pp 1041-1046 December 1999 Simulation Studies Of Materials
The large variation in specific heats with concentration between temperatures 50 K and 200 K for Al-Si and Al-Ge alloys are analysed in detail by lattice dynamical and Monte Carlo approaches. The large deviation from linearity at low temperatures does not seem to be due to the Debye’s low temperature contribution. It is shown that an anharmonic vibration in the above solid solutions, particularly at 200 K, is the cause for the small variation in the specific heat.
pp 1047-1053 December 1999 Superconducting Materials
The effect of adding CuO matrix to Bi1·6Pb0·4Sr2Ca2Cu3Oδ and Y1Ba2Cu3Oδ superconductors was investigated through resistivity, XRD, SEM, thermoelectric power (TEP), and ac magnetization studies. Samples with as low as 20% (by weight) of the superconducting phase showed superconducting transition in resistivity-temperature (R-T), with the superconducting zero around 77 K in thermoelectric power, critical current (Jc) values were evaluated by applying Bean’s critical state model. CuO could be added to the superconducting material without any significant deterioration in the quality of the samples, up to a concentration of as low as 40% (by weight) of the superconducting material.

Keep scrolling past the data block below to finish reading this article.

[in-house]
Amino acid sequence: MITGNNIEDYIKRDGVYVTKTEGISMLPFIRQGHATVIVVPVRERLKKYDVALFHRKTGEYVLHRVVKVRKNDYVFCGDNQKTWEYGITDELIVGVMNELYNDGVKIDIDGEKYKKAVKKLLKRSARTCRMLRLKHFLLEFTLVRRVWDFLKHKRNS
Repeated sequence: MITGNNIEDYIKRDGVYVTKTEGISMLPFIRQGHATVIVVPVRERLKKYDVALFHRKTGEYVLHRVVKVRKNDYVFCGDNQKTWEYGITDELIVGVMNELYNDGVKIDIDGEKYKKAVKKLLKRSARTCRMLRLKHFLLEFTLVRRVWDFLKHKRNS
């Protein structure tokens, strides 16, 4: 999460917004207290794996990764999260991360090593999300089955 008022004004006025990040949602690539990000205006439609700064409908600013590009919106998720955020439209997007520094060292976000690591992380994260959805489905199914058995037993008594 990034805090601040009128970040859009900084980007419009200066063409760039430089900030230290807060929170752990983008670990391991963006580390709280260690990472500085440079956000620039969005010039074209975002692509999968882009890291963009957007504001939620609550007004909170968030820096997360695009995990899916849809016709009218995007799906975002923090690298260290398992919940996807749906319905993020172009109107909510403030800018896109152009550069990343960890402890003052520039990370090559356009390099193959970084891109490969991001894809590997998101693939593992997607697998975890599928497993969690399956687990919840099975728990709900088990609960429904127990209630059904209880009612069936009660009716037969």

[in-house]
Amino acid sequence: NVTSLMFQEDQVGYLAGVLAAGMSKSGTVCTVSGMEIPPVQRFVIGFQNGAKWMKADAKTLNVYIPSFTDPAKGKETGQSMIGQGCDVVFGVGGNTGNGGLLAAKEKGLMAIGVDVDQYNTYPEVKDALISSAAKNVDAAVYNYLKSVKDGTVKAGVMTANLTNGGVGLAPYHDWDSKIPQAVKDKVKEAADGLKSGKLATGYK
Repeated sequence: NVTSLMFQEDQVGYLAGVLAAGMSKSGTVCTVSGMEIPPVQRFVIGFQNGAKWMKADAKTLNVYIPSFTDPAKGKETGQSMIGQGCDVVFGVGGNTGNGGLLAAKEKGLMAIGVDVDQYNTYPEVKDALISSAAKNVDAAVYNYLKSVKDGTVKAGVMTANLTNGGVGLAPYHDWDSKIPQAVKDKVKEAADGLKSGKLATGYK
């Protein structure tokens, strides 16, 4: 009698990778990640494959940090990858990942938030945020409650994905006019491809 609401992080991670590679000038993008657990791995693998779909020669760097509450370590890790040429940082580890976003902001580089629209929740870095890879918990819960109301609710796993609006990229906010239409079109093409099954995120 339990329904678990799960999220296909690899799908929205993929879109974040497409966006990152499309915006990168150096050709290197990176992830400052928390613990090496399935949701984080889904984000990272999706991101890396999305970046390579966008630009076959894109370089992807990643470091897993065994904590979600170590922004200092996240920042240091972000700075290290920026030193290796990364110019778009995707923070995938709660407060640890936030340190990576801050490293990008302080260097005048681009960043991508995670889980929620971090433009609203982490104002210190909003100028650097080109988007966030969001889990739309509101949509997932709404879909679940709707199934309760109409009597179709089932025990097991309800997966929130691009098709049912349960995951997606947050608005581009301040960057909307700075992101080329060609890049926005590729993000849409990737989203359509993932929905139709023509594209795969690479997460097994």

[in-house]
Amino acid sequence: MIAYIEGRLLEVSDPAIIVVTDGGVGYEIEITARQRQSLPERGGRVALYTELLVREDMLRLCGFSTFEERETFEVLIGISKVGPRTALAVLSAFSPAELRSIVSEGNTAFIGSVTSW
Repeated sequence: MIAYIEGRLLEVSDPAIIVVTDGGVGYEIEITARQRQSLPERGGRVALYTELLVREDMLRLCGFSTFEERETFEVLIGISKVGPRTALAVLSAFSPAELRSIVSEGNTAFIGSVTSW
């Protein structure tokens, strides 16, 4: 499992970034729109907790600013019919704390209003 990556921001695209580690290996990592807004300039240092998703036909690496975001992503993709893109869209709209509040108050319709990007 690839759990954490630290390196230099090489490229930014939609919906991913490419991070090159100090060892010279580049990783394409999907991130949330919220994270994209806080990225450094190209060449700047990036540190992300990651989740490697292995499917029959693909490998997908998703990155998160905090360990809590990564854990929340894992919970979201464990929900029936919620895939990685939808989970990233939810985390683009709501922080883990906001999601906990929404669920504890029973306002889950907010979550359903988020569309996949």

pp 1055-1059 December 1999 Glasses
Optical absorption and transmission spectra of (1-x-y)B2O3-xLi2O-yMCI2 (M=Cd, Zn) glasses of varying compositions were recorded in the UV-visible region. From the spectra, various optical parameters such as optical energy gap (Eopt), refractive index (n), optical dielectric constant (ɛ′), width of the tail of localized states in the forbidden gap (ΔE), ratio of carrier concentration to the effective mass (N/m*) and the constantB were evaluated. The effects of composition of glasses on these parameters are discussed.
pp 1061-1065 December 1999 Glasses
Results of microhardness measurements on (1-x-y)(B2O3)-x(Li2O)-y(MCI2), (M=Cd, Zn) glasses, in the applied load range 25–500 g, are presented. The microhardness was found to decrease with increase in load up to 50 g, then it increased and finally attained a practically constant value with increase in load. The effects of composition of the glasses on microhardness are discussed.
pp 1067-1072 December 1999 Waste Management
Preciptated solid materials (PSM) from waste black liquor (WBL), at pH 8·5–9·0, produced from cooking of rice straw in paper mill factories were thermally treated. The cooking process led to decrease in organic material and partial substitution in silica structure. During this cooking process, three probable stages of mass loss comprise removal of moisture, volatile release, and combustion.
The chemical analysis depicts the cooking effect on leaching either the high percentage elements (Ca, Na, and K) or some metallic cations (Mn, Cd, Zn and Cu) in the parent rice straw. Silica hydrate, amorphous silica and crystalline silica were obtained at <600°C, 600–700°C and at>800°C, respectively. The infrared spectra show gradual removal of the hydrocarbon bond (C–H), molecular H2O, and sianol group (Si-OH) with temperature. TG, DTA, XRD and SEM were used in this study.
Volume 42 | Issue 6